by Debbie Coleman-Topi
More than a third of Platte County R-3 School District's mechanical systems will be replaced by the latest, energy-saving technology, which carries a price tag of $5.1 million.
School board members approved the overhaul following a two-month examination of the proposal, presented by a representative of an area energy company, which will conduct the project.
The 15-year plan calls for the district to pay for the replacement of 51 of the district's 121 rooftop units that supply heating, ventilation and cooling with modern, energy-efficient models.
The plan also calls for replacement of 90 percent of the district's lighting, some plumbing upgrades and replacement of worn weatherization components.
The plan allows the district to qualify for federal cash incentives, helping to pay for the program, district officials said. Under the lease-purchase agreement, the district will make annual payments of $476,939 in each of the next 15 years until the project is paid for in 2031, according to the written proposal.
All but two board members voted in favor of the plan at Thursday's Board of Education meeting in which a brief discussion took place before members cast their votes. The action followed two months of study and presentations by an official with Navitas (ESCO) Energy Services Company. The board considered several companies before choosing Navitas, whose website lists Olathe as its headquarters.
The first presentation was at the board's Dec. 17 meeting, when members tabled the issue in order to conduct more investigation, said board secretary Vicki Diggs.
The proposal's timeline calls for initial improvements to begin by mid-March, with the last components to be completed by the end of August, which is about two weeks into the 2016-'17 school year, said technology director Robert Hedgecorth.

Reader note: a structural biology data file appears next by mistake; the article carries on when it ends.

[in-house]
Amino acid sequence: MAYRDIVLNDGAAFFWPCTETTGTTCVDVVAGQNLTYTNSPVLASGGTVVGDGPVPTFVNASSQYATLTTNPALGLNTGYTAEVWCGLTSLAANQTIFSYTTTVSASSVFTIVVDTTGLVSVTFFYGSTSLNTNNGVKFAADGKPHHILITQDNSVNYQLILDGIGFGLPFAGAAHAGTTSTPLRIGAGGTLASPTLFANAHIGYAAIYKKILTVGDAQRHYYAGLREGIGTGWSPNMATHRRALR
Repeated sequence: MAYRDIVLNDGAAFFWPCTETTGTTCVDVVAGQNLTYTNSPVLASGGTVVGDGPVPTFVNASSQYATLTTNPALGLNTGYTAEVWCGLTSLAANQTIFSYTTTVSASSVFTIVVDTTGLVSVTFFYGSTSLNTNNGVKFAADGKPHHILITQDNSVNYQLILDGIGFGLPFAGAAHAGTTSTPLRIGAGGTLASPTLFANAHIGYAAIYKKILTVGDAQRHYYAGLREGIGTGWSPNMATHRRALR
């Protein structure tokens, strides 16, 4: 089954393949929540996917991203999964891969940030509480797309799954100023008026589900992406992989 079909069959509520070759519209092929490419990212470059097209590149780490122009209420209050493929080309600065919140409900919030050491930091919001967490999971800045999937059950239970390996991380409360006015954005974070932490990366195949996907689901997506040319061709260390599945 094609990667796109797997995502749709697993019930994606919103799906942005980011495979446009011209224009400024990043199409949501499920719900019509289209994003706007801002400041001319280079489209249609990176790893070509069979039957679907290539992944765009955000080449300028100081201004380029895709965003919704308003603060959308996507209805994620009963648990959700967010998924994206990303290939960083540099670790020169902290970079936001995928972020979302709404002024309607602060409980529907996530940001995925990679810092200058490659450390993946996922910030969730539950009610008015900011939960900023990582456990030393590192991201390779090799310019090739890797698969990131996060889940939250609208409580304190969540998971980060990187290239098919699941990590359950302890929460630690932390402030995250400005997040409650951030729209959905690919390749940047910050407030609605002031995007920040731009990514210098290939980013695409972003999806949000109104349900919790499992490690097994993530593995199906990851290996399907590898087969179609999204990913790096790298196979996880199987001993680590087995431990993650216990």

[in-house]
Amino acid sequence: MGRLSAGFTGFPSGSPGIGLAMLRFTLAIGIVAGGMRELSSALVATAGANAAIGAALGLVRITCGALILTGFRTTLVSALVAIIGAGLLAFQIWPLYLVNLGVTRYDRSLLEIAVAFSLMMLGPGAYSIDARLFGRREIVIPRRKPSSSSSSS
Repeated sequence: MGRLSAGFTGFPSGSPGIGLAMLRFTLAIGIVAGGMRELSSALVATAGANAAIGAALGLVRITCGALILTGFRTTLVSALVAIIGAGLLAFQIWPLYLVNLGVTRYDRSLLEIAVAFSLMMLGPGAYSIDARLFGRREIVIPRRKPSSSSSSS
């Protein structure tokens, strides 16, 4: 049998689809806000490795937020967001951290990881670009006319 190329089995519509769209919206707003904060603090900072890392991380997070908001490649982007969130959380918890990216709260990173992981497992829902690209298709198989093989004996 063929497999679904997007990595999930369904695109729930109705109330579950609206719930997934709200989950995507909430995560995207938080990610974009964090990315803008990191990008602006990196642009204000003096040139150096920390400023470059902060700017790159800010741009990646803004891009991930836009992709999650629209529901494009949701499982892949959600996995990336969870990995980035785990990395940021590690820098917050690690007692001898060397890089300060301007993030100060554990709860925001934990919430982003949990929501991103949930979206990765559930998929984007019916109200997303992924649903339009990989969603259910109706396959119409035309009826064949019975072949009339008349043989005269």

At Thursday's meeting, Superintendent Mike Reik told the board that this vote followed “a long road of maybe way too much research.” He added that he and board member Gary Brown had met with Navitas official Koby Kampschroeder to study the plan.
“We're ready to move on this,” he told the board. “We're at a point where we're ready to take action.”
The only dissenting vote was cast by Adam McGinness, board vice president.
Board member Lori Bogart did not vote—she was absent.
In an interview with The Landmark after the meeting, McGinness explained his vote.
“I'm all about saving and better energy usage but I also want to be confident,” he said, adding that there are “unanswered questions” about the funding.
Brown told the board that he was confident in the proposal.
“We think it's our best solution,” he said.
When McGinness asked, “Can we talk about financing?” Brown answered, “We've really compressed their schedule.”
The original proposal carried a $5.5 million price tag as compared to the approved proposal of $5.1 million.
“If this is something we're really interested in, we should probably move,” Brown said.
Brown explained that the current rebate program, offered by the federal government based on energy consumption by suppliers Kansas City Power and Light and Missouri Gas Company, soon will fail to offer such high rebates.